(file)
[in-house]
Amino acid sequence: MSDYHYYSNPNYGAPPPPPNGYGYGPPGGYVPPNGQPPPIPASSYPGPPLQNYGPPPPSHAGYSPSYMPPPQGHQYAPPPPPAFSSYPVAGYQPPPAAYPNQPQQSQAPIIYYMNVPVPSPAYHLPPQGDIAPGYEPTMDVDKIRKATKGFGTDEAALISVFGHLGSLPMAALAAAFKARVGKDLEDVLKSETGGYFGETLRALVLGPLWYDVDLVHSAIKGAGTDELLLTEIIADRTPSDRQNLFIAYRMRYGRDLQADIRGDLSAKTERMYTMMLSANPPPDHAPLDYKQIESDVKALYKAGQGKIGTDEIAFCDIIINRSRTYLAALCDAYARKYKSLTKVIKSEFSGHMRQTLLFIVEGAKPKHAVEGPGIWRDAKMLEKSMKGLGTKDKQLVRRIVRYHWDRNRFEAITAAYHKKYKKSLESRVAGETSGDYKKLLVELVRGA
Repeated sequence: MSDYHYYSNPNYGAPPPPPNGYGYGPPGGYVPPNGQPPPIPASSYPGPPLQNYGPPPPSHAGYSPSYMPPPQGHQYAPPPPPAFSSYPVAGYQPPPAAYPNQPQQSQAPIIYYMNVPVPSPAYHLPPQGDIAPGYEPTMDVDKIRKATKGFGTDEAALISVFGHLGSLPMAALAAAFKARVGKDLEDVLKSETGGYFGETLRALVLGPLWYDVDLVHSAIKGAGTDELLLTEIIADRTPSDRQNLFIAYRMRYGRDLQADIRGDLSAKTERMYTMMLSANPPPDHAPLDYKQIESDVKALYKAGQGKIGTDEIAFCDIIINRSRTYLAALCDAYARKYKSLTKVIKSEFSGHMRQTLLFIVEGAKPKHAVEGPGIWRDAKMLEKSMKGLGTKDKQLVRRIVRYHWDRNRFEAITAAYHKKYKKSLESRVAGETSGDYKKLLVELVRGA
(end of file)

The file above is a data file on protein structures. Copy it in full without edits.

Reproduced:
[in-house]
Amino acid sequence: MSDYHYYSNPNYGAPPPPPNGYGYGPPGGYVPPNGQPPPIPASSYPGPPLQNYGPPPPSHAGYSPSYMPPPQGHQYAPPPPPAFSSYPVAGYQPPPAAYPNQPQQSQAPIIYYMNVPVPSPAYHLPPQGDIAPGYEPTMDVDKIRKATKGFGTDEAALISVFGHLGSLPMAALAAAFKARVGKDLEDVLKSETGGYFGETLRALVLGPLWYDVDLVHSAIKGAGTDELLLTEIIADRTPSDRQNLFIAYRMRYGRDLQADIRGDLSAKTERMYTMMLSANPPPDHAPLDYKQIESDVKALYKAGQGKIGTDEIAFCDIIINRSRTYLAALCDAYARKYKSLTKVIKSEFSGHMRQTLLFIVEGAKPKHAVEGPGIWRDAKMLEKSMKGLGTKDKQLVRRIVRYHWDRNRFEAITAAYHKKYKKSLESRVAGETSGDYKKLLVELVRGA
Repeated sequence: MSDYHYYSNPNYGAPPPPPNGYGYGPPGGYVPPNGQPPPIPASSYPGPPLQNYGPPPPSHAGYSPSYMPPPQGHQYAPPPPPAFSSYPVAGYQPPPAAYPNQPQQSQAPIIYYMNVPVPSPAYHLPPQGDIAPGYEPTMDVDKIRKATKGFGTDEAALISVFGHLGSLPMAALAAAFKARVGKDLEDVLKSETGGYFGETLRALVLGPLWYDVDLVHSAIKGAGTDELLLTEIIADRTPSDRQNLFIAYRMRYGRDLQADIRGDLSAKTERMYTMMLSANPPPDHAPLDYKQIESDVKALYKAGQGKIGTDEIAFCDIIINRSRTYLAALCDAYARKYKSLTKVIKSEFSGHMRQTLLFIVEGAKPKHAVEGPGIWRDAKMLEKSMKGLGTKDKQLVRRIVRYHWDRNRFEAITAAYHKKYKKSLESRVAGETSGDYKKLLVELVRGA